Broken is Beautiful

“For me this glass is already broken. I enjoy it; I drink out of it. It holds my water admirably, sometimes even reflecting the sun in beautiful patterns. If I should tap it, it has a lovely ring to it. But when I put this glass on the shelf and the wind knocks it over or my elbow brushes it off the table and it falls to the ground and shatters, I say, ‘Of course.’ When I understand that the glass is already broken, every moment with it is precious.”

-Achaan Chah, as reported by Mark Epstein

“Ring the bells that still can ring / Forget your perfect offering / There is a crack in everything / That’s how the light gets in.”

-Leonard Cohen, “Anthem”

A lovely ceramic miso bowl that a friend brought back to me from Japan as a gift survived our move from California to England. Then one day it fell and shattered. We saved the pieces, thinking that we might try to repair it using the Japanese art of gold joinery called Kintsugi (金継ぎ). For my birthday, my sister bought me a New Kintsugi Repair Kit from a company in the Netherlands. You can see the results of this morning’s work below.





The bowl now occupies pride of place in my home office. It is a reminder that impermanence can be inherently beautiful. It is a reminder that so-called mistakes can be transformed into something even more interesting than so-called perfection. It is a reminder to me that nothing is either permanent or irrevocable. It is a reminder that broken is beautiful.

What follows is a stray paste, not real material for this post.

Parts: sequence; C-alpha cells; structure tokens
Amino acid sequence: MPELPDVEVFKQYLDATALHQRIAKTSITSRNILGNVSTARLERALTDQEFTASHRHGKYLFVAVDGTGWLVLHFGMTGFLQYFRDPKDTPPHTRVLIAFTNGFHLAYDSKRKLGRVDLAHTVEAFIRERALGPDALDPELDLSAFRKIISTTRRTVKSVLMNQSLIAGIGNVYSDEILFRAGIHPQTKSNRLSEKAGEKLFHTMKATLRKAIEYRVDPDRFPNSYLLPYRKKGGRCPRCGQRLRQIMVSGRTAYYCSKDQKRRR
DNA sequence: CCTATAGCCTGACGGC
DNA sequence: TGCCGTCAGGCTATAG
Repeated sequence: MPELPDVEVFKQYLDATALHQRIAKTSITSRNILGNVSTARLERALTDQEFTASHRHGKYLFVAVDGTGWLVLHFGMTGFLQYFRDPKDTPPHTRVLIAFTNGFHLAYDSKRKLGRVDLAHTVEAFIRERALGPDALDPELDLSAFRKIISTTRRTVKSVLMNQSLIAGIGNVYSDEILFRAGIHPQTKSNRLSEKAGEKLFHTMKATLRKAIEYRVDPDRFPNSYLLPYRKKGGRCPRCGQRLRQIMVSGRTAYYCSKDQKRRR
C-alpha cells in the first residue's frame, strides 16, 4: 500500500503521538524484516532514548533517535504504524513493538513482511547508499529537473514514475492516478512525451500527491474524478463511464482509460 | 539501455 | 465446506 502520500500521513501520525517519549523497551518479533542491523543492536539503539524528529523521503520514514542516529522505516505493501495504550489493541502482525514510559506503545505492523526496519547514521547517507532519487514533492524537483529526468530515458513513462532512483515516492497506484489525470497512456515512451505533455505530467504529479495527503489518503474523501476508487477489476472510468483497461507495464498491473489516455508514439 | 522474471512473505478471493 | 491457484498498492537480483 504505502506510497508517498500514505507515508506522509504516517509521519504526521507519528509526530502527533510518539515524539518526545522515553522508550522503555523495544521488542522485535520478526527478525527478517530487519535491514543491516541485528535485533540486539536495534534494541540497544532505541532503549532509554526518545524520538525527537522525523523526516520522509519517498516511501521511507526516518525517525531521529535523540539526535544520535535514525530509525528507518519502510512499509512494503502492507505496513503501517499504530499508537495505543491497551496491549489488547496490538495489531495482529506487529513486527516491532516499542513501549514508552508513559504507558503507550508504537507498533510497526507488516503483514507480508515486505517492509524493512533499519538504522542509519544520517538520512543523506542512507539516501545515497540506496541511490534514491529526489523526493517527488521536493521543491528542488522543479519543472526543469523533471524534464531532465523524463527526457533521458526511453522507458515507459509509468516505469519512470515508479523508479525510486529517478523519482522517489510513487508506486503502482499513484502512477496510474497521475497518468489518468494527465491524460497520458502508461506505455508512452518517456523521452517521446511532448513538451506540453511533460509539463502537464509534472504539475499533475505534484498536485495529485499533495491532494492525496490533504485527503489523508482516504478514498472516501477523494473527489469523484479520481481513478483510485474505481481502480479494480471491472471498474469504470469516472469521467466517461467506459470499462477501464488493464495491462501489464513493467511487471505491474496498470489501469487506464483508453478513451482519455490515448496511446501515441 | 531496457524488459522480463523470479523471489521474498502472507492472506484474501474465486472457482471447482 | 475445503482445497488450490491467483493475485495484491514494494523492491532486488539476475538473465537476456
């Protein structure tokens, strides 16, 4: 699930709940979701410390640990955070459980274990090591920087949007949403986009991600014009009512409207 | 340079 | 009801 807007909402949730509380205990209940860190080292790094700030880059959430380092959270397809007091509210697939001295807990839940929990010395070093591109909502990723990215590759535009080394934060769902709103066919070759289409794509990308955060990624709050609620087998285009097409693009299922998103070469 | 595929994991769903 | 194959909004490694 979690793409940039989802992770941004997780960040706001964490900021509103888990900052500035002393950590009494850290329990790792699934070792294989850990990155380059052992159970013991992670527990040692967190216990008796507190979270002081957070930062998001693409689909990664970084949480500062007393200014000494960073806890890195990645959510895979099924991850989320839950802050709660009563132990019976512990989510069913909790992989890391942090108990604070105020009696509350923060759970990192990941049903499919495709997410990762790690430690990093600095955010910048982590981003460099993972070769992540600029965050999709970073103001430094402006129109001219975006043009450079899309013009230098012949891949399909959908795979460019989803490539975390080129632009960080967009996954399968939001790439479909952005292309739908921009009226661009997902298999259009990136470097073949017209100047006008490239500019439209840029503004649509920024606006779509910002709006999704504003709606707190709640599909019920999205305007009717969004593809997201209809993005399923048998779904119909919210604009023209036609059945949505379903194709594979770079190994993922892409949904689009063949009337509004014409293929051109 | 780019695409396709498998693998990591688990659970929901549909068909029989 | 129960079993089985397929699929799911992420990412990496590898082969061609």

Letter to Leonard Cohen by Nancy Hechinger

Nancy Hechinger’s chapbook has been a favourite re-read on my London commute. Like Kitty Jospé, Hechinger and I shared many a workshop roundtable in the Pacific University MFA program. And like Jospé, her work has rocketed forward in depth and quality owing to that time. But Hechinger’s poems embody a different take on femininity — a punchy, NYC-bred divorced-and-single-womanhood that is tough and tender all at once, where “we still sleep and read on the side of the bed / that was always ours, wonder if coming / alone is worth the pain of memory.” (“Early December”)

These are poems of homosocial collusion and collision. In “Jacks” the speaker tells us, “My mother was nifty, cool, gorgeous, / could scoop up fours-ies easy as ones-ies. / She was so close, I could almost touch her.” And “When Wives Dream,” she tells us, “We roared. / We snorted. The men turned around / to find out what was so funny. / We shut right up, stood, smoothed our skirts, / rearranged the salads, and asked them when / the hell the chicken would be done.”

But this short, snappy collection gains even keener focus when treating the rougher sex, who smell like “cumin” and “leather in the sun.” (“The Smell of Men”) Continue reading…